This approach of using PBL to examine student support issues would also work well directly with students. In this case, it could either form part of a core module, perhaps if students have a relevant module, such as one on personal development planning, or it could occur alongside subject material if the learning outcomes (and perhaps also the assessment) were adjusted to accommodate learning about student support needs, or transition issues as well as the disciplinary content. Alternatively, this activity could be run as part of group personal tutoring sessions or similar which sit outside of programme content.
You would need to decide how many groups are needed (perhaps around 5 students per group) and then work out how many characters are required. If the cohort is large, it could be quite effective to give the same character to several groups – this would enable comparison of the different groups’ responses to the same issues.
Each character requires a name, brief bio (such as background before joining the course, age, gender, ethnicity, class, nationality, any disability or neurodiversity, personality). They should be chosen to represent the diversity of students on the course. A collaboration with current students and/ or the Student Union would be ideal to ensure authenticity of the characters, their problems, and how these are expressed.
Emails from each character would need to be composed and sent out a week before time in class is allocated to discussions, to enable the group to meet and formulate their response. This could be done quite easily using the group function available on most VLEs, or using Teams channels for each group. Feedback on responses would be given during class discussions, which might involve inviting a relevant professional (such as someone from student support) into the class.
Transferability to different contexts
This could be used for any course, and although it might be particularly beneficial as a transition activity for first year UG or taught masters students, it is something that could be returned to at key points throughout a degree course, during different modules, so perhaps looking at employability issues towards the end of the course. This could be a formative activity, or linked to a summative assessment using a reflection on the character’s issues, or the process of the activity.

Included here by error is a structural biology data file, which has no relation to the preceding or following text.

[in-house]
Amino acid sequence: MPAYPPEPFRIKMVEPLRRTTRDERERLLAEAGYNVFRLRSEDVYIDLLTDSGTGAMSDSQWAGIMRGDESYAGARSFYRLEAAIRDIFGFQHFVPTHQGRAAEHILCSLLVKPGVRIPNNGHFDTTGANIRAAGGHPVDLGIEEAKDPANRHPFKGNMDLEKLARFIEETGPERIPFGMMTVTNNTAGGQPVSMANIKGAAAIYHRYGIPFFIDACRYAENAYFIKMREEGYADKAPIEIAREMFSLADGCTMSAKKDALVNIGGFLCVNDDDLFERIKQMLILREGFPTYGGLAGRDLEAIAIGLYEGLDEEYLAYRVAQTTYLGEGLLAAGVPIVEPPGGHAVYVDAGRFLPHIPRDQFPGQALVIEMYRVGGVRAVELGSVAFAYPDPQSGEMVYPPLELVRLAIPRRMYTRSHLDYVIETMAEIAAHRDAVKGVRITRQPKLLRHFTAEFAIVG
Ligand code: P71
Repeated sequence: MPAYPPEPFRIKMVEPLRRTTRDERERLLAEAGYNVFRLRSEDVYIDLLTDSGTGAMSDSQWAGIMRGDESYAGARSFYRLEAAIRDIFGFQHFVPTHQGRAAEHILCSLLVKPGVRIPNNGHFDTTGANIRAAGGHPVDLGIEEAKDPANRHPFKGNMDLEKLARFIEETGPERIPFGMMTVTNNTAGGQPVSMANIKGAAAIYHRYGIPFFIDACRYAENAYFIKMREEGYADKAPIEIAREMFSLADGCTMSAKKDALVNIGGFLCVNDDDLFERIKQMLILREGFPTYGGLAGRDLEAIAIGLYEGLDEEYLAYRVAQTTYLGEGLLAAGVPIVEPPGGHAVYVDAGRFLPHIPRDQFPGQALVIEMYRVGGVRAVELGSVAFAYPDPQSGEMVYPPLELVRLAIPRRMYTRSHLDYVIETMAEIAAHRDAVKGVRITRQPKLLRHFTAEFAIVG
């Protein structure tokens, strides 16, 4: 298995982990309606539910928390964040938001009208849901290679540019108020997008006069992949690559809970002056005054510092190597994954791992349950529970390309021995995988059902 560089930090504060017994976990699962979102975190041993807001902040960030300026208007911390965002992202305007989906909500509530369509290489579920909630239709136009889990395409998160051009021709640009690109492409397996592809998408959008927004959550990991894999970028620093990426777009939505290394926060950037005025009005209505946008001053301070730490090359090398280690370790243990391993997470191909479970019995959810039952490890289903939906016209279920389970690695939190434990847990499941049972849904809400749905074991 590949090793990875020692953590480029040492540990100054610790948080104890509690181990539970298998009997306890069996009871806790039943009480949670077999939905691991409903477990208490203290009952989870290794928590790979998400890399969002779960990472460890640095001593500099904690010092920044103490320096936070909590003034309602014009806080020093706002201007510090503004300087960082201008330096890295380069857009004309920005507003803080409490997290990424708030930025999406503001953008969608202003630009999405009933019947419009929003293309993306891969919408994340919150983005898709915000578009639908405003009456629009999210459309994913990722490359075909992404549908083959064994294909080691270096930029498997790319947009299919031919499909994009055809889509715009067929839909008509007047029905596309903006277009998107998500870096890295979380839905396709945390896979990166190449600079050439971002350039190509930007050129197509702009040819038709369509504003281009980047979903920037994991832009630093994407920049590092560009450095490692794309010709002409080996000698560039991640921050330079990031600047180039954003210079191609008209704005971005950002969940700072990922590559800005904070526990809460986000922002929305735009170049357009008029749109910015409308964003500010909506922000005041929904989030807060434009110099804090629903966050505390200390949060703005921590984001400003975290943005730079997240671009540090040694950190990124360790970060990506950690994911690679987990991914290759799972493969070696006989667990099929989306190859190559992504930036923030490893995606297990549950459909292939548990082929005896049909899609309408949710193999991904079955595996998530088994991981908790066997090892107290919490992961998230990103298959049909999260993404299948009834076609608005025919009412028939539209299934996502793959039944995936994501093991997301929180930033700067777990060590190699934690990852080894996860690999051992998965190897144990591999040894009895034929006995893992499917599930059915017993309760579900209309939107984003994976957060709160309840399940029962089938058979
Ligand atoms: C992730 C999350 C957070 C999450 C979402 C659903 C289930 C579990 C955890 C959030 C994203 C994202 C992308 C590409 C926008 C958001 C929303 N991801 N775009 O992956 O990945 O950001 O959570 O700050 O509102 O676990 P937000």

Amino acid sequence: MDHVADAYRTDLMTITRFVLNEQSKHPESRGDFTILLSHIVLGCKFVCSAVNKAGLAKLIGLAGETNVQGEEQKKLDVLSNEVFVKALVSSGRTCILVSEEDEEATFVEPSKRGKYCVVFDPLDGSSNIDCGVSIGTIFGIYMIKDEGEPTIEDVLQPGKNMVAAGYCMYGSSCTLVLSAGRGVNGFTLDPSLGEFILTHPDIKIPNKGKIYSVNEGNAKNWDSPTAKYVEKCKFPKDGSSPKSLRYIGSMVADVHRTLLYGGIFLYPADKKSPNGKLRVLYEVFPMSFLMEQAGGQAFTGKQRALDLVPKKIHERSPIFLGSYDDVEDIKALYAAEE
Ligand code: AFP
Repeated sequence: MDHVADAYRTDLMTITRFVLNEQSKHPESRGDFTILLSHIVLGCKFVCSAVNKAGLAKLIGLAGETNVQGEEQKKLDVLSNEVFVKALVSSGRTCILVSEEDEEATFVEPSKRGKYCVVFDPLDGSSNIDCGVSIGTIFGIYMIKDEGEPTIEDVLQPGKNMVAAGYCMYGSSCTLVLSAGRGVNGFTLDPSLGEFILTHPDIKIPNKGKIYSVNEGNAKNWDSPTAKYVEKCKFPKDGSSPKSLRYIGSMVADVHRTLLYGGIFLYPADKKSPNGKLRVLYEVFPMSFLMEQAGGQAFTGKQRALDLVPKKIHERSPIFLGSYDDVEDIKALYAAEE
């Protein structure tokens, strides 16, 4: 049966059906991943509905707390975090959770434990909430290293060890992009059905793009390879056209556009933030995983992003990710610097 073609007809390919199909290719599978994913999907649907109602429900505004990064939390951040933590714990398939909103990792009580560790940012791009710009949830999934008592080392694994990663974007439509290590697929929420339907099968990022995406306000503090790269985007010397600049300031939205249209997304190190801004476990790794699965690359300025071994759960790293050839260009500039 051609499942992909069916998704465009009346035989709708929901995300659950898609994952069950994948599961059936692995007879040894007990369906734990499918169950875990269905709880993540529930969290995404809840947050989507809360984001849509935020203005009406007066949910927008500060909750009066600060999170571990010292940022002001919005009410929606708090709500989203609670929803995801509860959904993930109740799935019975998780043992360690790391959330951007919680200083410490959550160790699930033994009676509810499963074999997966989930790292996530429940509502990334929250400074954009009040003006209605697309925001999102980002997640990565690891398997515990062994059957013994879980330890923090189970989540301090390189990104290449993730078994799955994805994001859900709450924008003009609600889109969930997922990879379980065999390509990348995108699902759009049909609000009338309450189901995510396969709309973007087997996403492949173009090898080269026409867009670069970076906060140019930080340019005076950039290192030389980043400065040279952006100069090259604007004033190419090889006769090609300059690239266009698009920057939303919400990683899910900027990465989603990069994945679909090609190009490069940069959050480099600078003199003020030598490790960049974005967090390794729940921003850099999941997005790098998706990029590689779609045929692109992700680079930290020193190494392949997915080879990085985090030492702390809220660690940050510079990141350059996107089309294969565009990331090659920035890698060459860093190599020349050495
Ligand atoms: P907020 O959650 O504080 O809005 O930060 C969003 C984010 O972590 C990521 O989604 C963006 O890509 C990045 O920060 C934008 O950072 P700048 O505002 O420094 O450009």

Austen, L., Pickering, N., & Judge, M. (2021). Student reflections on the pedagogy of transitions into higher education, through digital storytelling. Journal of Further and Higher Education, 45(3), 337–348. https://doi.org/10.1080/0309877X.2020.1762171
Boud, D., Sampson, J. & Cohen, R. (2013). Peer learning in higher education: Learning from & with each other. Routledge.
Collings, R., Swanson, V., & Watkins, R. (2016). Peer mentoring during the transition to university: assessing the usage of a formal scheme within the UK. Studies in Higher Education, 41(11), 1995–2010. https://doi.org/10.1080/03075079.2015.1007939
Denovan, A., & Macaskill, A. (2013). An interpretative phenomenological analysis of stress and coping in first year undergraduates. British Educational Research Journal, 39(6), 1002–1024. https://doi.org/10.1002/berj.3019
Gurbuz, E., Hanley, M., & Riby, D. M. (2019). University students with autism: The social and academic experiences of university in the UK. Journal of Autism and Developmental Disorders, 49(2), 617–631. https://doi.org/10.1007/s10803-018-3741-4
Jacklin, A., & Le Riche, P. (2009). Reconceptualising student support: from “support” to “supportive.” Studies in Higher Education, 34(7), 735–749. https://doi.org/10.1080/03075070802666807
Kettell, L. (2020). Young adult carers in higher education: the motivations, barriers and challenges involved – a UK study. Journal of Further and Higher Education, 44(1), 100–112. https://doi.org/10.1080/0309877X.2018.1515427
Schwartz, D.L. & Bransford, J.D. (1998). ‘A time For telling’. Cognition and Instruction, 16(4) 475-5223. https://doi.org/10.1207/s1532690xci1604_4
People-Girl-woman-students by StockSnap is used under Pixabay Licence